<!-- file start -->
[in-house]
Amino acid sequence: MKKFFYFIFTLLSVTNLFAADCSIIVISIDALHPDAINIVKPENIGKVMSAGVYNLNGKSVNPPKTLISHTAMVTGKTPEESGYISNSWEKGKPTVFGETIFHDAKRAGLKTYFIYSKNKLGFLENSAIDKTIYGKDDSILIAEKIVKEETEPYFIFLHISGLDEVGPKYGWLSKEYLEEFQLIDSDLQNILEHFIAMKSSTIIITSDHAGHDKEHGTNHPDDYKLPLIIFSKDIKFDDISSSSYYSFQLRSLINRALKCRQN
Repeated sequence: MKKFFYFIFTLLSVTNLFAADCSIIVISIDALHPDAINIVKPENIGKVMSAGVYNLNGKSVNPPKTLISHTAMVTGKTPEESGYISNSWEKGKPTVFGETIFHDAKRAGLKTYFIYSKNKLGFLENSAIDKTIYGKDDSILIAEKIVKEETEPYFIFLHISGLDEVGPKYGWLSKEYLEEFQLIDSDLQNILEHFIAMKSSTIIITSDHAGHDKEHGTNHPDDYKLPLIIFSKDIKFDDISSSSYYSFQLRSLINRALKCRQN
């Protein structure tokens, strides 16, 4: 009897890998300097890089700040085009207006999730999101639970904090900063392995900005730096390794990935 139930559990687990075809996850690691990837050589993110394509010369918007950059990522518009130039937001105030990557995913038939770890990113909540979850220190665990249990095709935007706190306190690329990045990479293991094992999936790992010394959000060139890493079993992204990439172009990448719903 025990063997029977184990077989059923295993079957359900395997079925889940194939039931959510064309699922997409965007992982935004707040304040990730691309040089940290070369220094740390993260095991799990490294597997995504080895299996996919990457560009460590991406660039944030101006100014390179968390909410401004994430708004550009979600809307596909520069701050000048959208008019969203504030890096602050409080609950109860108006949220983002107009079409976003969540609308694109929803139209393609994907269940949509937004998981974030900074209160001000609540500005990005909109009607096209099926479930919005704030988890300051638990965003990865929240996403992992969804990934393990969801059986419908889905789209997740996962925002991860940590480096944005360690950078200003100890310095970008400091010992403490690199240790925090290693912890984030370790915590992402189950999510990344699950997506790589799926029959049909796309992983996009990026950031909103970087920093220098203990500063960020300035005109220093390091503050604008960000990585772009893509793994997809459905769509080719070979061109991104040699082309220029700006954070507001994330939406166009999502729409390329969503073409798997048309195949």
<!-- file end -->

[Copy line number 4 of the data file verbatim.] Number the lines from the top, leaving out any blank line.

């Protein structure tokens, strides 16, 4: 009897890998300097890089700040085009207006999730999101639970904090900063392995900005730096390794990935 139930559990687990075809996850690691990837050589993110394509010369918007950059990522518009130039937001105030990557995913038939770890990113909540979850220190665990249990095709935007706190306190690329990045990479293991094992999936790992010394959000060139890493079993992204990439172009990448719903 025990063997029977184990077989059923295993079957359900395997079925889940194939039931959510064309699922997409965007992982935004707040304040990730691309040089940290070369220094740390993260095991799990490294597997995504080895299996996919990457560009460590991406660039944030101006100014390179968390909410401004994430708004550009979600809307596909520069701050000048959208008019969203504030890096602050409080609950109860108006949220983002107009079409976003969540609308694109929803139209393609994907269940949509937004998981974030900074209160001000609540500005990005909109009607096209099926479930919005704030988890300051638990965003990865929240996403992992969804990934393990969801059986419908889905789209997740996962925002991860940590480096944005360690950078200003100890310095970008400091010992403490690199240790925090290693912890984030370790915590992402189950999510990344699950997506790589799926029959049909796309992983996009990026950031909103970087920093220098203990500063960020300035005109220093390091503050604008960000990585772009893509793994997809459905769509080719070979061109991104040699082309220029700006954070507001994330939406166009999502729409390329969503073409798997048309195949």